Showing posts with label Zaca Mesa. Show all posts
Showing posts with label Zaca Mesa. Show all posts

Wednesday, August 27, 2014

Confessions Of A Syrah Lover: Zaca Mesa Syrah 2010

I love Syrah.  As much as I like Zinfandel, Grenache or a good, smokey Merlot, I always open a bottle of Syrah just a little faster, in anticipation of what's inside.  I get that people may be confused by the difference between cool-climate and warm-climate Syrah, the same way they are confused by the difference between sweet and dry Riesling.  "That other one I had doesn't taste anything like this one!"

Cool-climate Syrah is what I go for, and the darker and funkier the better.   Since Riesling often utilizes a meter on the label to show the wine's relative sweetness, maybe Syrah producers should stop bitching about how nobody buys the stuff and band together to create a Syrah scale that would make it easier for the average wine shopper to tell what's in the bottle.  A Hawaiian shirt could signify the warm-climate side, and a parka the cool-climate side.  Just talking off the top of my head here - a wine think tank could probably come up with more suitable designations.

When I was offered the chance to sample a couple of Syrah wines by Zaca Mesa Winery and Vineyards, I tried to play it cool by simply replying, "Sure.  Love to,"  but the "Warmest Regards" close at the bottom of my email exposed me as a wine writer who will try a Syrah of any clime, anytime.

The Zaca Mesa Syrah 2010 is made from estate-grown grapes from five of the winery's vineyards: Chapel F, Cushman A and B and Mesa A and B.  The wines a Rhône-lover's delight, blending 94% Syrah and 6% Viognier.  The red and white grapes are fermented together in small barrels and aged for 16 months in French oak, 19% of which was new.  The alcohol level quite restrained, only 13.6% abv.  12,400 cases were produced and the bottles retail for $25.

The grapes are sustainably farmed by Zaca Mesa, which pioneered Rhône varieties in Santa Barbara County.  Their "40 years of terroir-driven wine" claim is not just idle talk.  They were the first to plant Syrah in the SBC in 1978.  Over half the vines have been replanted since then with new rootstock and clones. The high elevation of the vineyards - 1500 feet - means cooler nights, which means better natural acidity, which means gimme some now.

The winery's website notes that 2010 was a cool vintage and offered a long growing season, for the Santa Ynez Valley.  The usual heat took the summer off and the grapes ripened in slow and steady fashion.

The 2010 Zaca Mesa Syrah carries a medium-dark ruby hue and a burly nose of blackberries, carried along by dusty sage and black pepper.  The cool vintage shows itself in a note of coffee grounds.  The taste is just as complex, with the dark berries joined by spices and herbs.  The wine really does have an amazing flavor.  When I drink Syrah, this is what I want it to taste like.  The acidity is remarkable - lip-smacking good - and the tannins stay busy but don't get in the way of a smooth sip.  It's balanced.  Winemaker Eric Mohseni and the cellar and vineyard team can be proud of this one.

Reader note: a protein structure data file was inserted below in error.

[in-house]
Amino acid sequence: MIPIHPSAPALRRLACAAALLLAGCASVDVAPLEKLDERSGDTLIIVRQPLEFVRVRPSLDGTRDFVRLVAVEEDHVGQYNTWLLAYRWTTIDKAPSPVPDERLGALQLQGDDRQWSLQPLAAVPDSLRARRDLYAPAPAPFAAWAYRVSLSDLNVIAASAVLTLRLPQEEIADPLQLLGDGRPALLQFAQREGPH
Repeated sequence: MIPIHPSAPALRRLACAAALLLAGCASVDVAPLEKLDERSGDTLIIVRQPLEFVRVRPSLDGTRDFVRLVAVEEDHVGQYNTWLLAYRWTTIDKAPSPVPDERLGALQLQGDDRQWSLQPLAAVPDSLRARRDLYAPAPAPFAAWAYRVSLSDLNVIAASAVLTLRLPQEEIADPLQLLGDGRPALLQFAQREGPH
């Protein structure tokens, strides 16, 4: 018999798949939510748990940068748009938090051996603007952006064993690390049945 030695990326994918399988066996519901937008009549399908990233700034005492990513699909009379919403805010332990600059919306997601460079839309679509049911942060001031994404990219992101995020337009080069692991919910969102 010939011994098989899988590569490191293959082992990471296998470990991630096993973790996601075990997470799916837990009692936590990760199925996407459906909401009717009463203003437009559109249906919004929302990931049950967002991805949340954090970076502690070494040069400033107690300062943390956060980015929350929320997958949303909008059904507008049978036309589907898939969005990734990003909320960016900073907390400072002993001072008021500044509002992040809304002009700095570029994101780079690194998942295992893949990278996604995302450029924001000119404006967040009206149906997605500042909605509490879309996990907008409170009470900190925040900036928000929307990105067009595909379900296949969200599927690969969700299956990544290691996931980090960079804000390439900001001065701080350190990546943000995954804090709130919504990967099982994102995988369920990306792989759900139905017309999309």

The folks at Zaca Mesa like it with rack of lamb, marinated in rosemary and garlic.  I won't quibble with that.  I'll also have it with beef ribs, pork chops, roast duck and all by itself if we don't feel like cooking.

Follow Randy Fuller on Twitter

Friday, May 23, 2014

California Grenache: Zaca Mesa Z Cuvée 2009

California winemakers who are looking for the Next Big Thing in California wine are asking, "Why not Grenache?:

Wine writer Jon Bonné called Grenache "the Jan Brady of grapes," often not pretty enough when standing on its own.  He did, however, follow that line by citing examples of California Grenaches that are pretty - even beautiful and complex.

Grenache does have plenty of what the wine-buying public likes - fruit, tannins, acidity - and it is often available at great price points, Grenache is poised to make some noise.

Over the course of the next few weeks in this series, we will sample some California Grenache wines from different parts of the state.  Most of the wines featured will be varietal wines, all or mostly Grenache.  We start the tasting today, though, with a blend from Zaca Mesa Winery and Vineyards.  The Zaca Mesa Z Cuvée was provided as a sample by the winery.

The grapes - 53% Grenache, 39% Mourvèdre and an 8% splash of Syrah - are sustainably farmed on the Zaca Mesa estate north of the Santa Barbara County wine town of Los Olivos.  The wine hits 14.5% abv and sells for $20.  6,269 cases were produced.

Zaca Mesa has a way with vintage description: "It was another cold and dry winter in the Santa Ynez Valley.  Spring was mild and long with plenty of cool sunshine to awake the vines.  Summer was surprisingly cool, but we welcomed the usual heat spikes around early September.  A threatening storm quickened our pace in mid-October, as we raced Mother Nature. The mild year provided great flavor development without excessive sugar for wines of great balance."  It reads like a Hollywood movie plot line, complete with the happy ending.

After the grapes were fermented, the wine was placed separately into French oak barrels for seven months of aging.  Once the blend was decided, the cuvée went back into oak for another nine months.  Winemaker Eric Mohseni can be justifiably proud of this GSM blend.

The wine is inky dark and smells of the fruits the three Rhône grapes bring to the glass - raspberry from the Grenache, blueberry from the Mourvèdre and blackberry from the Syrah.  Hints of cinnamon and meat aromas drift in, too.  The palate is full and robust - dense, even - with the acidity expected from a cool vintage.  Great savory notes mix with the fruit and result in a gorgeous, complex wine.  The tannins are up to a pairing with any sort of beef while not getting in the way of a great sipping experience.  

Follow Randy Fuller on Twitter